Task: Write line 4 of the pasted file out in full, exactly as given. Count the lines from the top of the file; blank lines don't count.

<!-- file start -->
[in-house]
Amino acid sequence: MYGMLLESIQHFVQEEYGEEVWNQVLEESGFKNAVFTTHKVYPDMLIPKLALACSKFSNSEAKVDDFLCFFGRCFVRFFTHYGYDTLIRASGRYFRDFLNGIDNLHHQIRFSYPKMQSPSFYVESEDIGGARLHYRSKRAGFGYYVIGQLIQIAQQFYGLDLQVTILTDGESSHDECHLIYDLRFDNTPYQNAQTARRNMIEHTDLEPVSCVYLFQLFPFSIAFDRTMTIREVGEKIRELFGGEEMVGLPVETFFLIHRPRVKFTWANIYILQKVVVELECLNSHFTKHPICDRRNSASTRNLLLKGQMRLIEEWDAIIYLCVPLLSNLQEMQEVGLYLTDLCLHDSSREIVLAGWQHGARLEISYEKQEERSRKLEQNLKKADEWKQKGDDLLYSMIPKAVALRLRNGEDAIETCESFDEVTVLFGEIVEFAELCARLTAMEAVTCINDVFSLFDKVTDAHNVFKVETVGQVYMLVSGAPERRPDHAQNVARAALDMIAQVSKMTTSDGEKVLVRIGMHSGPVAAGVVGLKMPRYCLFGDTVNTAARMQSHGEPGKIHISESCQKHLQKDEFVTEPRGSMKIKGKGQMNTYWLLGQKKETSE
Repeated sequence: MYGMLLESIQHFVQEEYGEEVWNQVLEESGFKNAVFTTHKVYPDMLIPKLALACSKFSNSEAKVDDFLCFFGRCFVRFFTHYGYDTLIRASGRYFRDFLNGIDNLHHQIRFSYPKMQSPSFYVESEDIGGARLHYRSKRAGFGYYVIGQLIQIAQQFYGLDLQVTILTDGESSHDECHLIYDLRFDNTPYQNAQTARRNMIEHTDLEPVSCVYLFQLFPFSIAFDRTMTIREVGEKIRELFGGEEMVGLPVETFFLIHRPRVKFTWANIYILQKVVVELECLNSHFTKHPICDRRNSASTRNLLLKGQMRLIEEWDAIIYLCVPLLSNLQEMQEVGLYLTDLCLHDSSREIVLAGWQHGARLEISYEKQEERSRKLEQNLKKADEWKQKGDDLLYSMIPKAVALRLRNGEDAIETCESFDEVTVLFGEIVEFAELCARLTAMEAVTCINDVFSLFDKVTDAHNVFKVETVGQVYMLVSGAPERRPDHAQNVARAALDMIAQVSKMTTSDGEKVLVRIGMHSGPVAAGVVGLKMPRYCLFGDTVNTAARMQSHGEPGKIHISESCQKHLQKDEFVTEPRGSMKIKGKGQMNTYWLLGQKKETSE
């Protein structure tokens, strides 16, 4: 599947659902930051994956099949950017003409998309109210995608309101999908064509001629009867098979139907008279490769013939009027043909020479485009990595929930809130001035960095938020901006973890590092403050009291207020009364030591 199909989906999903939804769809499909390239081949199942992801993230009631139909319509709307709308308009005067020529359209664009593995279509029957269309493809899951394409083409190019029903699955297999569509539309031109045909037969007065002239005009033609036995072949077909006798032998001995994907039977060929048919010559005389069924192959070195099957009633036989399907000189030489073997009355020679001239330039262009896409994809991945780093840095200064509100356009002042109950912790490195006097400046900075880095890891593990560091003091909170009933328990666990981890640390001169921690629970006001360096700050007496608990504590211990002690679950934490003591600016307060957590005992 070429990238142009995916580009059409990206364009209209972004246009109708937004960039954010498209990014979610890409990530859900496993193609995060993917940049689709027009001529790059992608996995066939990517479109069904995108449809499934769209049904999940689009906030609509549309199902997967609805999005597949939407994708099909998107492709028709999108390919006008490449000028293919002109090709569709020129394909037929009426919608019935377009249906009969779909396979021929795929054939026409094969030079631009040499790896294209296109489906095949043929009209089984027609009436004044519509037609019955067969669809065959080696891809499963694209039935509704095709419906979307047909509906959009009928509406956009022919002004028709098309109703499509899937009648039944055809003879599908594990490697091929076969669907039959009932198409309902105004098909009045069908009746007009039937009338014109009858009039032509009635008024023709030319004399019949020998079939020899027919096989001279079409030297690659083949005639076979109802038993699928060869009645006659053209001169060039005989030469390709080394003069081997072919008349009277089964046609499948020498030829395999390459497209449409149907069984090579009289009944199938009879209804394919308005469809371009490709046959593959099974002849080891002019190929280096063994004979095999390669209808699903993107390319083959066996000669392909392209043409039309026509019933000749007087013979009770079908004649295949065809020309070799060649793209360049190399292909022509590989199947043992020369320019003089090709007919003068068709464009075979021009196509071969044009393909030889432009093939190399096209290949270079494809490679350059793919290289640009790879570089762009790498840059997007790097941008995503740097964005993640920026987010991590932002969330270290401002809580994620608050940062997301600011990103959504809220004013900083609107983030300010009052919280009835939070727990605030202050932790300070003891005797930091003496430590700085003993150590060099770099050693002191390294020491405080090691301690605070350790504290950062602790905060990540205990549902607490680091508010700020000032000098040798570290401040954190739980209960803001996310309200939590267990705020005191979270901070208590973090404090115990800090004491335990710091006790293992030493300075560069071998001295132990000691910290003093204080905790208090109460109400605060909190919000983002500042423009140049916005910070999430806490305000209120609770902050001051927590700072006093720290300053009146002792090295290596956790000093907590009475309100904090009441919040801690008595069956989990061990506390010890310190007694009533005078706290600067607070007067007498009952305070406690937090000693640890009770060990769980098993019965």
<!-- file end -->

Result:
């Protein structure tokens, strides 16, 4: 599947659902930051994956099949950017003409998309109210995608309101999908064509001629009867098979139907008279490769013939009027043909020479485009990595929930809130001035960095938020901006973890590092403050009291207020009364030591 199909989906999903939804769809499909390239081949199942992801993230009631139909319509709307709308308009005067020529359209664009593995279509029957269309493809899951394409083409190019029903699955297999569509539309031109045909037969007065002239005009033609036995072949077909006798032998001995994907039977060929048919010559005389069924192959070195099957009633036989399907000189030489073997009355020679001239330039262009896409994809991945780093840095200064509100356009002042109950912790490195006097400046900075880095890891593990560091003091909170009933328990666990981890640390001169921690629970006001360096700050007496608990504590211990002690679950934490003591600016307060957590005992 070429990238142009995916580009059409990206364009209209972004246009109708937004960039954010498209990014979610890409990530859900496993193609995060993917940049689709027009001529790059992608996995066939990517479109069904995108449809499934769209049904999940689009906030609509549309199902997967609805999005597949939407994708099909998107492709028709999108390919006008490449000028293919002109090709569709020129394909037929009426919608019935377009249906009969779909396979021929795929054939026409094969030079631009040499790896294209296109489906095949043929009209089984027609009436004044519509037609019955067969669809065959080696891809499963694209039935509704095709419906979307047909509906959009009928509406956009022919002004028709098309109703499509899937009648039944055809003879599908594990490697091929076969669907039959009932198409309902105004098909009045069908009746007009039937009338014109009858009039032509009635008024023709030319004399019949020998079939020899027919096989001279079409030297690659083949005639076979109802038993699928060869009645006659053209001169060039005989030469390709080394003069081997072919008349009277089964046609499948020498030829395999390459497209449409149907069984090579009289009944199938009879209804394919308005469809371009490709046959593959099974002849080891002019190929280096063994004979095999390669209808699903993107390319083959066996000669392909392209043409039309026509019933000749007087013979009770079908004649295949065809020309070799060649793209360049190399292909022509590989199947043992020369320019003089090709007919003068068709464009075979021009196509071969044009393909030889432009093939190399096209290949270079494809490679350059793919290289640009790879570089762009790498840059997007790097941008995503740097964005993640920026987010991590932002969330270290401002809580994620608050940062997301600011990103959504809220004013900083609107983030300010009052919280009835939070727990605030202050932790300070003891005797930091003496430590700085003993150590060099770099050693002191390294020491405080090691301690605070350790504290950062602790905060990540205990549902607490680091508010700020000032000098040798570290401040954190739980209960803001996310309200939590267990705020005191979270901070208590973090404090115990800090004491335990710091006790293992030493300075560069071998001295132990000691910290003093204080905790208090109460109400605060909190919000983002500042423009140049916005910070999430806490305000209120609770902050001051927590700072006093720290300053009146002792090295290596956790000093907590009475309100904090009441919040801690008595069956989990061990506390010890310190007694009533005078706290600067607070007067007498009952305070406690937090000693640890009770060990769980098993019965």